Divorce Reform for the Modern Age

A step in the right direction…

Divorce is never going to be an easy thing for families but the recent outcome in the Supreme Court case of Owens v Owens has generated more questions concerning the current legal requirements for a fault-based divorce or dissolution of a civil partnership, and what this means in practice (you can read more about it here.

The current legal requirements in England and Wales for a divorce or dissolution of a civil partnership are:

a) The marriage or civil partnership has irretrievably broken down; and

b) One of the five facts are relied upon in their petition to the Court. These are: adultery, unreasonable behaviour, desertion for at least two years, two years of separation with consent and five years separation without consent. (N.B. Adultery can not be relied upon within a dissolution for a civil partnership)

Justice Secretary David Gauke has published a consultation and proposes to replace the requirement to evidence conduct or separation as a fact relied upon for divorce or dissolution. The Government further proposes a six-month minimum timeframe, before an application for Decree Absolute can be made after the Decree Nisi order.

This paper is called ‘Reducing family conflict’ and in summary, the paper outlines the following proposals;

1) To abolish the requirement for a Petitioner to give evidence of the Respondent’s conduct or separation to justify to a court the reason for the breakdown in their marriage. To further replace this with a notice of irretrievable breakdown of the marriage or civil partnership, being the sole grounds for a divorce or dissolution.

If this proposal is approved, it will remove the ‘blame game’ and fault of the other party in order to satisfy an outdated legal requirement. It will also reduce the cost, prevents delays in procedure and avoid unnecessary conflict between the separating parties, which can be especially damaging where there are children involved.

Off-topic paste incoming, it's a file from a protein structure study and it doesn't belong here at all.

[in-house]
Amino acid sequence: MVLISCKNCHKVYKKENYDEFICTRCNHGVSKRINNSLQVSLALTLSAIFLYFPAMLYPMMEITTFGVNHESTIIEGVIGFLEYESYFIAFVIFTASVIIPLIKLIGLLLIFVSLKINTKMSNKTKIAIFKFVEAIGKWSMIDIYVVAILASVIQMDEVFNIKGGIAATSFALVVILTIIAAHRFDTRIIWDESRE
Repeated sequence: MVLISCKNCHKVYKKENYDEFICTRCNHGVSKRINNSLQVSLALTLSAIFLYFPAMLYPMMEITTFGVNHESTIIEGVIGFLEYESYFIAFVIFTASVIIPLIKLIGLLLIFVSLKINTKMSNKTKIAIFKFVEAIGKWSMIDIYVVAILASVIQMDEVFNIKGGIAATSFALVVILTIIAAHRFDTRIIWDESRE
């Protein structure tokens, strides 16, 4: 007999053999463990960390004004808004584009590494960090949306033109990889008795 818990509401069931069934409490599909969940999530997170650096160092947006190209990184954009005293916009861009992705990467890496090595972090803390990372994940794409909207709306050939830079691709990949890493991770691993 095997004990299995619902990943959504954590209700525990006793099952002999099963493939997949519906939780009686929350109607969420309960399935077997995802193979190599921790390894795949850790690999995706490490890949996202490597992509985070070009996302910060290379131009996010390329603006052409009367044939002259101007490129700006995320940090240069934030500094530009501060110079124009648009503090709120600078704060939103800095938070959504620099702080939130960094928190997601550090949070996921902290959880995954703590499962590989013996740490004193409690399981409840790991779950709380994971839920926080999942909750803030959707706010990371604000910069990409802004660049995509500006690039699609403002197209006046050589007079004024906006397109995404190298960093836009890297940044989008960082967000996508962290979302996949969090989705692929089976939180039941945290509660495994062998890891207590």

2) To abolish the ability of a spouse to contest (or defend) the divorce or civil partnership.

If this proposal is approved, it will avoid the opportunity for spouses to continue to exert control and coercion upon the Petitioner and to stop this element being used as ‘a bargaining chip’ in negotiations about finances and children, and not encourage a focus on past behaviours.

When a relationship has completely broken down, the only focus between the parties should be the future and the welfare of the children involved, and sorting the financial consequences of the breakup.

The proposals highlighted by the Justice Secretary only relate to a narrow part of the law within a divorce or dissolution of a civil partnership. However, if approved this would have a substantial impact on families, where the majority of Petitioners rely upon unreasonable behaviour of the Respondent (the other party’s conduct).

This consultation is aimed at Parliamentarians, the family judiciary, family law practitioners, academics, support organisations and members of the public with an interest in family conflict, children’s wellbeing or the legal requirements for marriage and civil partnership dissolution in England and Wales. It runs from 15 September to 10 December 2018, and a response paper is due to be published by 8 March 2019.

The Justice Secretary seeks responses from anyone with an interest on this paper, and you can enter your responses here.

For further information or advice on any element of Family Law, please contact a member of our Family Law team at family@woodfines.co.uk

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